Auckland Standards Committee 4 v Carole Smith


[2015] NZLCDT 40



Judge D F Clarkson

Ms F Freeman

Ms C Rowe

Ms S Sage

Mr I Williams

LCDT 008/15


IN THE MATTER of the Lawyers and Conveyancers Act 2006

Auckland Standards Committee 4
Carole Smith

Mr R McCoubrey for the Standards Committee

Mr W McCartney for the practitioner

Prosecution on three charges laid in the alternative: misconduct; or negligence; or unsatisfactory conduct –the Committee alleged the practitioner had breached a High Court charging order by means of a share transfer – it was also alleged that the effect of the transfer was to defeat the charging order, which had been made in the course of relationship property proceedings – the practitioner had not acted in those proceedings but was aware of the terms of the order – the charging order applied to the client's beneficial interest in trust property – the client held the shares as bare trustee only – whether the practitioner breached or assisted in the breaching of the order – if so, whether her actions were deliberate or negligent.

The issues were: whether the practitioner breached or assisted in the breaching of the order; if so, whether her conduct constitute was such a deliberate departure from accepted standards or was serious negligence; and whether S wilfully or recklessly breached any of the Rules, amounting to misconduct.

Held: The HC judge recorded the husband's evidence that he held any shares as a bare trustee and was not a beneficiary of any of the relevant trusts. That evidence was corroborated by S. Since S's client was never the beneficial owner, nor even a discretionary beneficiary, and since the owner of the shares was not the debtor, the charging order could not apply to the assets which were transferred. No evidence was ever produced by the wife to challenge the view of ownership. There was still no evidence to contradict the husband's assertions. Thus it would appear his and S's evidence was correct.

There was no information which would suggest S was entitled to ignore her client's clear instructions as to the transaction.

There was no element of subterfuge in the transaction. The unchallenged evidence was that the deed appointing the new trustee stated: “The retiring trustee wishes to retire…because its shares have become subject to a charging order and the Retiring Trustee does not want to put the Trust's assets at risk”.

Nor was this a lawyer “in cahoots” with her client to avoid a responsibility. The husband had waived privilege to inform the Tribunal that S actually urged him to simply pay his wife. Indeed, he did so not long after these events. Thus, there was no negative outcome for the wife, who was the complainant in this matter.

The Standards Committee had nor discharged its onus since it was not possible to see how S could be said to have breached the order at all.

If this was wrong, it was not a deliberate breach, let alone a wilful or reckless one, which could reach the level of misconduct.

The practitioner was not negligent. She diligently carried out her client's instructions. Importantly, she was neither instructing solicitor nor counsel acting in the proceedings in question. There were no grounds which would support a finding of “unsatisfactory conduct”.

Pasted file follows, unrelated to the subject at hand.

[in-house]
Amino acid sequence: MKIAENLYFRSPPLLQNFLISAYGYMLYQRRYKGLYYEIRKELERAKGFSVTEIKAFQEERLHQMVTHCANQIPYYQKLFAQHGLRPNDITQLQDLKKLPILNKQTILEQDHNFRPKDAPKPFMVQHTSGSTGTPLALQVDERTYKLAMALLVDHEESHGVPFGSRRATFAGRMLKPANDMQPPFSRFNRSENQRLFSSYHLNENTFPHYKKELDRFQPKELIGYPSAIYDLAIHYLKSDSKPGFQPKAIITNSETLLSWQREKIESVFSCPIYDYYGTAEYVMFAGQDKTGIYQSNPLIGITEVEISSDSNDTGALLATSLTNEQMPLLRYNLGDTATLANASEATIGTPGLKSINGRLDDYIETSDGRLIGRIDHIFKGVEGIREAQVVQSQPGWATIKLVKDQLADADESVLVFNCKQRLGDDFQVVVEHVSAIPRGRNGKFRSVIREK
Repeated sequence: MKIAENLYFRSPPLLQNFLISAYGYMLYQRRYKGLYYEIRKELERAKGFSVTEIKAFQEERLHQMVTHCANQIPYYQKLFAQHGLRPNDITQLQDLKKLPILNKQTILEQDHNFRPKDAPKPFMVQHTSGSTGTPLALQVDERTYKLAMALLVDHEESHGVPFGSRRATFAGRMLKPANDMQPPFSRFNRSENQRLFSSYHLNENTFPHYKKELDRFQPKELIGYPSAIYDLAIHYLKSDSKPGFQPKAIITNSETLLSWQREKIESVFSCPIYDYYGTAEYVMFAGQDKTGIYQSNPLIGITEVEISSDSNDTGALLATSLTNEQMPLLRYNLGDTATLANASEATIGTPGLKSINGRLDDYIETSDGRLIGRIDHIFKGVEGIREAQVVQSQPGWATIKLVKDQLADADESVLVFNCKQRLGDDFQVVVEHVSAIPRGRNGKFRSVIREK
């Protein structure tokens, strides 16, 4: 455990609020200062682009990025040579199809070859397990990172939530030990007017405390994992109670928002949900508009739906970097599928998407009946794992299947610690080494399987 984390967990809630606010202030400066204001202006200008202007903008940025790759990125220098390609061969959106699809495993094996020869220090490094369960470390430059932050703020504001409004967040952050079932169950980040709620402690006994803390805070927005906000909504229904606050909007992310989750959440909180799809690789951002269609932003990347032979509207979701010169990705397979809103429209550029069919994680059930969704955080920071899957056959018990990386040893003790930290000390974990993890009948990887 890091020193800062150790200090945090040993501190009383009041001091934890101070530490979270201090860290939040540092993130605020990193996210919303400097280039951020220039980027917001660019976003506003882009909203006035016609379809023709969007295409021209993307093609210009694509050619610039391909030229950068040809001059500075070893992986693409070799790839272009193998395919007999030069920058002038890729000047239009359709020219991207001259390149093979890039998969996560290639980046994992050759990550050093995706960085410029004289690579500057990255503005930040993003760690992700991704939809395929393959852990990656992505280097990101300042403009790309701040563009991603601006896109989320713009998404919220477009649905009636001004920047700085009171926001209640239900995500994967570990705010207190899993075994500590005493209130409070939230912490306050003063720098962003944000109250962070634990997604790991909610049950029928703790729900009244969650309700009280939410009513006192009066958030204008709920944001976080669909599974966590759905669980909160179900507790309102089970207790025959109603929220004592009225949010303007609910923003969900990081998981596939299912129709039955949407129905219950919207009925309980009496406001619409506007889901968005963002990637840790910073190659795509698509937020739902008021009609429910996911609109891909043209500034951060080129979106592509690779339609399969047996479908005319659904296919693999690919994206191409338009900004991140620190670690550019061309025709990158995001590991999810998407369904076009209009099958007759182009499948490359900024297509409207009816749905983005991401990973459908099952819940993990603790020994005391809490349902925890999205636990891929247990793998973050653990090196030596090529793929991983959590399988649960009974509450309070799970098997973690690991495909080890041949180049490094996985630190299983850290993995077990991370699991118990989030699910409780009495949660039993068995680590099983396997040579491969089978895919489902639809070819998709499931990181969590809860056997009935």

The charges were dismissed.



The Auckland Standards Committee 4 have charged Ms Smith with three charges laid in the alternative: misconduct; or negligence; or unsatisfactory conduct.


The particulars pleaded in support allege breach of a High Court Charging Order, by means of a share transfer. It is also alleged that the effect of the transfer was to defeat the Charging Order.


A last minute application to amend the charge to allege breach of the order “or its spirit and intent” was declined by the Tribunal for the reasons given in our Oral Decision of 12 November.


The order in question was made in enforcement proceedings arising out of a relationship property dispute. Ms Smith represented the husband in relation to commercial interests and various trusts, but did not act in the relationship property proceedings, and was only keptinformed of their progress to a limited extent. She was aware of the terms of the Charging Order. The complainant in this matter is the wife in the proceedings.

    What did the order say? 2. Did the practitioner breach or assist in the breaching of that order? 3. If so, does her conduct constitute such a “ …deliberate departure from accepted standards or such serious negligence as, although notdeliberate, to portray indifference and an abuse of the privileges which accompany registrations as a practitioner”1 as to be misconduct? 4. If not, has Ms Smith wilfully or recklessly breached any of the Rules pleaded, such as to constitute misconduct? 5. If not, was she so negligent as to reflect on her fitness to practise or as to bring the profession into disrepute? 6. If not, did her conduct “fall short of the standard of competence and diligence” expected, in terms of s 12(a), as pleaded?

Ms Smith is living overseas, but gave evidence by Skype link. We were impressed by her careful and straightforward answers in cross–examination. Having heard the evidence of Ms Smith, we consider that a number of the particulars pleaded are inaccurate. Indeed, in opening, Mr McCoubrey, for the Standards Committee, properly conceded that particular 10 was plainly wrong, if the...

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